“The importance for better wireless service in arena is critical to the future of our business,” said Alex Martins, president of the Orlando Magic, which used a third party to install a wireless system inside the new Amway Center. “With the proliferation of handheld devices, [fans] will be in need of excellent access.”
The NBA’s effort is rare as it attempts to offer a coordinated, league-level solution.
“I don’t know of anything quite like this,” said Bill Schlough, San Francisco Giants chief information officer, who along with AT&T has created one of the most technologically advanced sports facilities at AT&T Park. “The concept they’re after seems to make some sense.”
Cisco has developed technology that seeks to avoid wireless bottlenecks by targeting separate sections of arenas. AT&T’s proposal to the NBA is based heavily on that technology. Teams, however, will still not be obligated to use the AT&T option if they have a better one, but it’s too early to get an industrywide sense of how teams will respond.
“We are not saying to teams that one way is better than another,” Hellmuth said. “Our wireless systems in our arenas have been overrun and we are not able to service our customers the way we’d like. We want to improve it, and we want fans on smartphones in our arenas.”
The move comes with potential conflicts between wireless sponsors and embedded building systems that are slowing the dream of universal Wi-Fi across sports venues.
“It’s going to take time,’’ said Shervin Mirhashemi, COO for the Global Partnerships unit of AEG, during a panel discussion last week in New York, hosted by architecture/design firm Gensler. “It’s not cheap to retrofit. … Someone’s got to pay for it and you’ve got to be able to monetize it.’’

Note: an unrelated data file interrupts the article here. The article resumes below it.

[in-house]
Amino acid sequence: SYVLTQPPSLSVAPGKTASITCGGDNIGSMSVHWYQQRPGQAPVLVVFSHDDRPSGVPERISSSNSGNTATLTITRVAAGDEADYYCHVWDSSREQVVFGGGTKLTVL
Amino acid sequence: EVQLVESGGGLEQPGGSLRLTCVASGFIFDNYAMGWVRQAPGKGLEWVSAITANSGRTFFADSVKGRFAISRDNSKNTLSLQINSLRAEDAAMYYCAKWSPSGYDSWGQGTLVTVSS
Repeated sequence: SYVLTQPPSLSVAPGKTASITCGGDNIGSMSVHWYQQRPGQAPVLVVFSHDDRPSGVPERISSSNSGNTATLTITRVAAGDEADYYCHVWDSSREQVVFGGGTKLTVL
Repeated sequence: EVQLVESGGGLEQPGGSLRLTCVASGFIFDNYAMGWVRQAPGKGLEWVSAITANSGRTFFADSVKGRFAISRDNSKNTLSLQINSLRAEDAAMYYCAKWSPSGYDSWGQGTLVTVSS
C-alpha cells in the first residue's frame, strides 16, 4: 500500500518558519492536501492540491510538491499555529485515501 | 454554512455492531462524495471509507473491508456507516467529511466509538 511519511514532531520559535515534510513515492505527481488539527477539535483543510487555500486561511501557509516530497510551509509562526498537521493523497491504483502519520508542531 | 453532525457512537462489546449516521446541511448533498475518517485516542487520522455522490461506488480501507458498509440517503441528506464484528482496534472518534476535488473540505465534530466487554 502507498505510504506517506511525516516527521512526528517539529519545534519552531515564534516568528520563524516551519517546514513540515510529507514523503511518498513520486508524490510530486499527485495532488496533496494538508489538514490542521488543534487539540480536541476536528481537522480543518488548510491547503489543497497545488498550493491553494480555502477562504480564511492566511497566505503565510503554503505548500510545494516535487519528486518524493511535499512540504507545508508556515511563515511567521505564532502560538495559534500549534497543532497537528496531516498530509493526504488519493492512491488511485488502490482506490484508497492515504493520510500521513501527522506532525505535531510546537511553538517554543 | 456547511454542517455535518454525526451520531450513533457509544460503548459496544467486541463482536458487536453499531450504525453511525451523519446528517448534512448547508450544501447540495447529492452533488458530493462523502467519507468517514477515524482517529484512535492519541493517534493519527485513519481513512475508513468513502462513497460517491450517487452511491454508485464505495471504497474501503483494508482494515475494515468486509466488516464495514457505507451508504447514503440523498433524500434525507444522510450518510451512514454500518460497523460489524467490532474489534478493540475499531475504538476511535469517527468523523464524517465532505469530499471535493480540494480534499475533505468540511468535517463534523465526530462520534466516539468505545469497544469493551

Woody Thompson, executive vice president at Octagon, which has clients including Sprint and wireless internet provider Clear, said any technology rollout holds both promise and fear for brands. “If you promote that you are Wi-Fi capable for all, the minute someone can’t get their Facebook page up and post pictures from the game, they are blaming the sponsor or the venue or both — and it can become a nightmare,’’ he said. “That is a real concern. Even if it doesn’t work for 15 minutes, people get very frustrated and the sponsor gets blamed.’’
Added MasterCard sponsorship chief Michael Robichaud, “There should be a way for teams and venues to monetize this on the back end.”
AT&T and Cisco officials could not be reached for comment.Staff writer Terry Lefton contributed to this report.
Fox and Turner are taking an early look at the NHL’s cable TV package, raising the likelihood that the league will have a competitive bidding process — with as many as four networks — as it negotiates new TV deals this year.
Versus’ exclusive negotiating window ended in late January, leading the league to send out feelers to several networks to gauge interest in the NHL’s TV rights. The league reached out to ESPN, which held the NHL’s TV rights from 1992 to 2004, and is still engaged in talks with Versus, its current rights holder.